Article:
Wholly absorbing, wholly other, it’s a gem of the Coronet’s dedication to world theatre.

Heart’s Desire/L’Amore Del Cuore

Anyone admiring Churchill, ferocious comedy or excited by a rare UK foray into Italian theatre must see this.

Hide and Seek

An absorbing two-hander with as unexpected an ending as Lauren Gunderson’s I and You

In and Out of Chekhov’s Shorts

Outstanding. After this, there’s no other way to tell Chekhov dramatically that he’s not already nailed down in a play himself. Chekhov would have loved it.


Highly recommended, it’s also essential.

Just For One Day

Despite history’s caveats, O’Farrell’s core message isn’t about white saviours or pop stars but how ordinary people unite to change things.

King Lear

This smouldering production – fast-talking or timeless - fully engages with the play. It makes almost perfect sense: and two families’ DNA ring true as rarely before.

Laughing Boy

Stephen Unwin directs his own play as a sweep of storytelling, laughter and devastation.

Leaves of Glass

This is possibly Ridley’s masterpiece. Always exercised by the spectral presence of something just out of eyeshot, he never lets that intrude. Scorching and necessary, Leaves of Glass delves into family toxicity, ceaselessly dragging us back into the past.

Lie Low

An outstanding production.

Life With Oscar

Nick Cohen’s exceptional powers as writer and performer are mesmerising

London Tide

It compels, and nothing in its three hours 15 seems superfluous.

London Zoo

A masterly play in the making. It goes where very few dare, and in an environment we think we know. Very highly recommended.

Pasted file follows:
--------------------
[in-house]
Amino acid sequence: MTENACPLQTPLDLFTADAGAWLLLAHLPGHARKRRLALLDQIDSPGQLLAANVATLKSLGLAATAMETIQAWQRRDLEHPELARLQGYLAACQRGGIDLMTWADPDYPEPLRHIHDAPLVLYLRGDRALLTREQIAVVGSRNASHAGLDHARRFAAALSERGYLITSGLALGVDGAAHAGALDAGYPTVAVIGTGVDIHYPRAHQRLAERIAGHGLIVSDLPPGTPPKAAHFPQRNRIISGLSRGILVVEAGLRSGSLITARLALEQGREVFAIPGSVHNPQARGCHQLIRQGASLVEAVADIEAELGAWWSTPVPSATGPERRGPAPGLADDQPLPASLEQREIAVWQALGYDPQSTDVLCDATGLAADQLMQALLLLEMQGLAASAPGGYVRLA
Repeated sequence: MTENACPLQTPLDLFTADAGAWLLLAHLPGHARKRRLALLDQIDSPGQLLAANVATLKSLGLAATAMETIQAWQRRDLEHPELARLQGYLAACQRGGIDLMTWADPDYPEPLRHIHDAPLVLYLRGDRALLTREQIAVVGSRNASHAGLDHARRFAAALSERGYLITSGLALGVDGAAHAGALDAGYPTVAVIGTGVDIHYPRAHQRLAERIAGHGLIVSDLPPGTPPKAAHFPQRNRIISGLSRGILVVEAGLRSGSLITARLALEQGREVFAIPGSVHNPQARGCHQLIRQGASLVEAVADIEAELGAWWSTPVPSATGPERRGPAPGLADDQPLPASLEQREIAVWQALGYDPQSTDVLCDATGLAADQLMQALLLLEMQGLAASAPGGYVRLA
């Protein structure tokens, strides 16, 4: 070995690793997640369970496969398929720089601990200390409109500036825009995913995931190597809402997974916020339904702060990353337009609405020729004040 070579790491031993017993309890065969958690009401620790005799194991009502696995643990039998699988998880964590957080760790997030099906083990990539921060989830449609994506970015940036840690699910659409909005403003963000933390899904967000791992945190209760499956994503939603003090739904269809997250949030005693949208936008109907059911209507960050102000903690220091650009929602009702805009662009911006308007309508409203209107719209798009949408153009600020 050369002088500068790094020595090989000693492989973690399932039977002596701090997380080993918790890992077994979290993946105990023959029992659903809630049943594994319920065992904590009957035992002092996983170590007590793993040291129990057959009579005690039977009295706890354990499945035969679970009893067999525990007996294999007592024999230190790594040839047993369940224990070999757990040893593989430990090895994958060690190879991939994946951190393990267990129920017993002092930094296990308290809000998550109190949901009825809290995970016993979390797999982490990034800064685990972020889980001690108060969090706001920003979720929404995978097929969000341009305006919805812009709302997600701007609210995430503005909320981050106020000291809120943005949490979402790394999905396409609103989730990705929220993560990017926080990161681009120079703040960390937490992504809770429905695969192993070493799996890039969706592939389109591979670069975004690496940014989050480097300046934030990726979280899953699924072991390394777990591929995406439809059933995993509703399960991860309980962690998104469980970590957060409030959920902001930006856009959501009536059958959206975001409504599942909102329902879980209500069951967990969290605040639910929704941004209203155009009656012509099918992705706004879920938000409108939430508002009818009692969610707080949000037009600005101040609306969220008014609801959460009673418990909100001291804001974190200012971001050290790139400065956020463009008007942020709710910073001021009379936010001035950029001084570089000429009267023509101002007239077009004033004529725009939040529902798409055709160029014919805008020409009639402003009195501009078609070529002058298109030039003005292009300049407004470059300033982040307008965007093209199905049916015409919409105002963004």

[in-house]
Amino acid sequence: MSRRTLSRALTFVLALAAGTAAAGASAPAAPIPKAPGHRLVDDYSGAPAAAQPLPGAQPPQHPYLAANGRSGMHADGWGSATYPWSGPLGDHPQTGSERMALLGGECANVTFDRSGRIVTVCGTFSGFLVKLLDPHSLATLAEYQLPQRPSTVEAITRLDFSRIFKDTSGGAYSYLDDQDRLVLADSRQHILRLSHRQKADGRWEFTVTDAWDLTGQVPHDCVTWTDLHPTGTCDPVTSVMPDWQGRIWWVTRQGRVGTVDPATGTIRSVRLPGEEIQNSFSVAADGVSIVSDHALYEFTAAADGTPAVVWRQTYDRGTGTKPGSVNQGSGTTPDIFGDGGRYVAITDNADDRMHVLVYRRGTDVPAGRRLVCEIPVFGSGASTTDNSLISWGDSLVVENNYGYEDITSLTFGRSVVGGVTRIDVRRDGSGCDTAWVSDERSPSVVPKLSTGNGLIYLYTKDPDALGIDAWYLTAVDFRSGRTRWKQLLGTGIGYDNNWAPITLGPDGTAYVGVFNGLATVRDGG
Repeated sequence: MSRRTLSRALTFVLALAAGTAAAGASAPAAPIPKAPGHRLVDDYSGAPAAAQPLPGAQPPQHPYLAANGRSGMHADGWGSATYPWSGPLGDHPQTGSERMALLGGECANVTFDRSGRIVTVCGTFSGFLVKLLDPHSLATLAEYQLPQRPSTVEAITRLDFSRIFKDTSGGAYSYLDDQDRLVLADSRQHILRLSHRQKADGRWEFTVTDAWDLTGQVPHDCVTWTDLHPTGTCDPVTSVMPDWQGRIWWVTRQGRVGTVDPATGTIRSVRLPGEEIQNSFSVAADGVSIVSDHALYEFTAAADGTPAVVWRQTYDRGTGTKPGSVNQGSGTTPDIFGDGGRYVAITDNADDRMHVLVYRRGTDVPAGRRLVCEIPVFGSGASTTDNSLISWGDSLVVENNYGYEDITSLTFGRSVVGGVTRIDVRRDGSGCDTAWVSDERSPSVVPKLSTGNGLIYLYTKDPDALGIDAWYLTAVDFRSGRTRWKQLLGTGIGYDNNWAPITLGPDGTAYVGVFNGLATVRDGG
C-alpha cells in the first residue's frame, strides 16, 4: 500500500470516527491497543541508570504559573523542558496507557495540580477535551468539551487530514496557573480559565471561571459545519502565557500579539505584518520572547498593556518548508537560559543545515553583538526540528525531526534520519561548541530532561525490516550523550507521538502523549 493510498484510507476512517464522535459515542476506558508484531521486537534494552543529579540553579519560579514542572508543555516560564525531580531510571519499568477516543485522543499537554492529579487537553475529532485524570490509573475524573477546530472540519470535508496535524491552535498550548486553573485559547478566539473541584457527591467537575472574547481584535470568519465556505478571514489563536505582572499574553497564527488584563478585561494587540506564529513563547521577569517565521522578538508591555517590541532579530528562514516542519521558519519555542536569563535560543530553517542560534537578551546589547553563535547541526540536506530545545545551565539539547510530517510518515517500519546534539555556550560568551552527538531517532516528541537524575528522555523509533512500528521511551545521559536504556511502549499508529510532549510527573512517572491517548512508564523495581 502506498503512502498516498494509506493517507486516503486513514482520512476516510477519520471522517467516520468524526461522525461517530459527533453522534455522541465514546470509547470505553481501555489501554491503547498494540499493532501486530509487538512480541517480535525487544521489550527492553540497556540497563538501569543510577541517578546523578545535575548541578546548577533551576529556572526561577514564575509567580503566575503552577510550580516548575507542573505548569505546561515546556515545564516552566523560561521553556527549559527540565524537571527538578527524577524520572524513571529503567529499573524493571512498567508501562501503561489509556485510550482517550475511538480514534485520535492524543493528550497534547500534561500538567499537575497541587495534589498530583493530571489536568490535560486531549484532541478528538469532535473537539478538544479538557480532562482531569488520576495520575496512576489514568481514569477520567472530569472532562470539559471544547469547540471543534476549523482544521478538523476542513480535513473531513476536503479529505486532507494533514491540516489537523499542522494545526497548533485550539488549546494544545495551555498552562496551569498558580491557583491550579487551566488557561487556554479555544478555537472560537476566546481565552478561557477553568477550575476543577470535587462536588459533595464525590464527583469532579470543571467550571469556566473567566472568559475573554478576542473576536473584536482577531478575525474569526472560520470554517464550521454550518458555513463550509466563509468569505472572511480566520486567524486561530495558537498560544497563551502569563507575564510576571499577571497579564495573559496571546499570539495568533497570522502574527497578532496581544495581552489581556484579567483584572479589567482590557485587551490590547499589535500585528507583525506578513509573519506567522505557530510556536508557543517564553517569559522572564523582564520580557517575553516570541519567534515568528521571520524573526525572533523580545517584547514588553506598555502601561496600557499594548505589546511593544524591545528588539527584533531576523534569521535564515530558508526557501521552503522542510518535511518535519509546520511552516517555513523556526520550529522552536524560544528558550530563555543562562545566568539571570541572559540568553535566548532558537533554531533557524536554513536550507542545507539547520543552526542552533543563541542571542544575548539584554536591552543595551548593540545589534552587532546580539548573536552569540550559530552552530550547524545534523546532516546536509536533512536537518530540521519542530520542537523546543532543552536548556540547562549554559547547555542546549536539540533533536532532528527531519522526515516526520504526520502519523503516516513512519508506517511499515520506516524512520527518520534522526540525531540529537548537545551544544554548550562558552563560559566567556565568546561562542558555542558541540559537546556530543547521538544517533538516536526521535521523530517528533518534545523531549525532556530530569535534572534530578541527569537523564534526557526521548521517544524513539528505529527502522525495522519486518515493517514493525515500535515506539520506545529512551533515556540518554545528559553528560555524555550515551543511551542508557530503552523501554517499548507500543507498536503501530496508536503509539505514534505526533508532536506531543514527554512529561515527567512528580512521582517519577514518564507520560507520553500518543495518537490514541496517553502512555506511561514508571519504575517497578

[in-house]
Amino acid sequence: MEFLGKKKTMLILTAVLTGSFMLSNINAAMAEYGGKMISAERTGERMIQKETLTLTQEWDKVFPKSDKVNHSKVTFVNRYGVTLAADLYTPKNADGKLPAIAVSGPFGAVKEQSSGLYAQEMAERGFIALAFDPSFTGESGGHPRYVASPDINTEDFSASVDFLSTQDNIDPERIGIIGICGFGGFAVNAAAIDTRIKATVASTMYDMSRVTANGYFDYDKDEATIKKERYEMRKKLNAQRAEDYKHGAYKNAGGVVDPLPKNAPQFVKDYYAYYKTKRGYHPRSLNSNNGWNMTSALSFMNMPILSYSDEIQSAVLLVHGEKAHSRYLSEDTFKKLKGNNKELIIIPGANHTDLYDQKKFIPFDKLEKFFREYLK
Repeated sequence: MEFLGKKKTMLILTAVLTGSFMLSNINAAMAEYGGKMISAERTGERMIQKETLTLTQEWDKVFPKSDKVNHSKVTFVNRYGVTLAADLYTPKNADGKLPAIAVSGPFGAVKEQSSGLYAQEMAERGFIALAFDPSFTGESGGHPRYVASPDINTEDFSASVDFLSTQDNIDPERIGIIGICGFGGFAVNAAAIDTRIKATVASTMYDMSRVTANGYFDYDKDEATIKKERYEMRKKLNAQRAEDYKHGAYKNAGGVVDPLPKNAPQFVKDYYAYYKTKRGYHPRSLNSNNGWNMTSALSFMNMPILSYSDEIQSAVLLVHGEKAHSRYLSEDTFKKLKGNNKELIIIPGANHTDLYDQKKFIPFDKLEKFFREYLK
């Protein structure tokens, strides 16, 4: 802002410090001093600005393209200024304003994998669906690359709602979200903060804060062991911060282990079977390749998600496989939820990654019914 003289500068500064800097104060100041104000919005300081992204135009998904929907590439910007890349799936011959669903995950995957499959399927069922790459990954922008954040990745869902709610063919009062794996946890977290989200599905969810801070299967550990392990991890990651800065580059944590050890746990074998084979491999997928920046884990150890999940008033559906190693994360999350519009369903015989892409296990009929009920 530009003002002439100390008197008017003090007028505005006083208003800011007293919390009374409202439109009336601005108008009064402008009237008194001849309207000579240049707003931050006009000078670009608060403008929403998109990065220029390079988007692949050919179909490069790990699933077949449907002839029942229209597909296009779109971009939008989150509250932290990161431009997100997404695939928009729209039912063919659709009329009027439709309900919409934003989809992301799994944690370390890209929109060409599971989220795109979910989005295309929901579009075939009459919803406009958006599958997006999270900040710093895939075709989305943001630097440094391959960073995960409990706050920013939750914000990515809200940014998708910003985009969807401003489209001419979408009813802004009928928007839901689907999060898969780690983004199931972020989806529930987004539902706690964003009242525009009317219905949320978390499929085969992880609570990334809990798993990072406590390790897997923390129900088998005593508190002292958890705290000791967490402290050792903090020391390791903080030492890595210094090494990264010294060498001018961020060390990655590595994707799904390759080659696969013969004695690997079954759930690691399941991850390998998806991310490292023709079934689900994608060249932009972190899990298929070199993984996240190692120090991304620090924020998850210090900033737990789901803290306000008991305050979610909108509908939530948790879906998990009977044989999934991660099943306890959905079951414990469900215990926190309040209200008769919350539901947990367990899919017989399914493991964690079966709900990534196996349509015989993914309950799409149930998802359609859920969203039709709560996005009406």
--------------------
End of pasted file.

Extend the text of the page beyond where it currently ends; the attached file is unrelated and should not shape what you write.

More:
This triumphant revival by Ustinov Studios and the Old Vic might finally encourage exploration. You must see this.


Mnemonic is treasurable, eloquent, a rare passport. It remembers what hope, connectedness and peace smelt like. It’s worth remembering that.

Much Ado About Nothing

A triumph of tone, of textual intercourse and tight-reined spirits. Beatrice’s star is dancing. It’ll stay fresh as the feelgood Shakespeare this summer.

Northanger Abbey

We should fall in love right here. A joyous must-see.


With institutional racism and trauma compounded in a feedback loop, this Othello’s a timely, and timeless broadside on everything toxic we inhale and expel as venom.

Richard III

In a female-led cast led by the eponymous Richard III (Michelle Terry) it’s striking that the trio of cursing women is this production’s highlight


A bit of theatrical democracy invoking pre-democracy crafts an exquisite irony for a rainy afternoon. Do see it.



Some Demon

A superbly uncomfortable edge-of-seat revelation. Groundbreaking, it’s also definitive on something we often see far too dimly.

Suite in Three Keys

A once-in-a-generation masterpiece of revival. This is what we’ve been missing.


The writing will snare you, Phoebe Ladenburg will hold you, and you’ll lean over the fourth wall.


A superbly witty interrogation of identity, abuses many histories deep, asking questions it sets up in not too sober a fashion. Testmatch is a lightning-conductor.

The Beautiful Future is Coming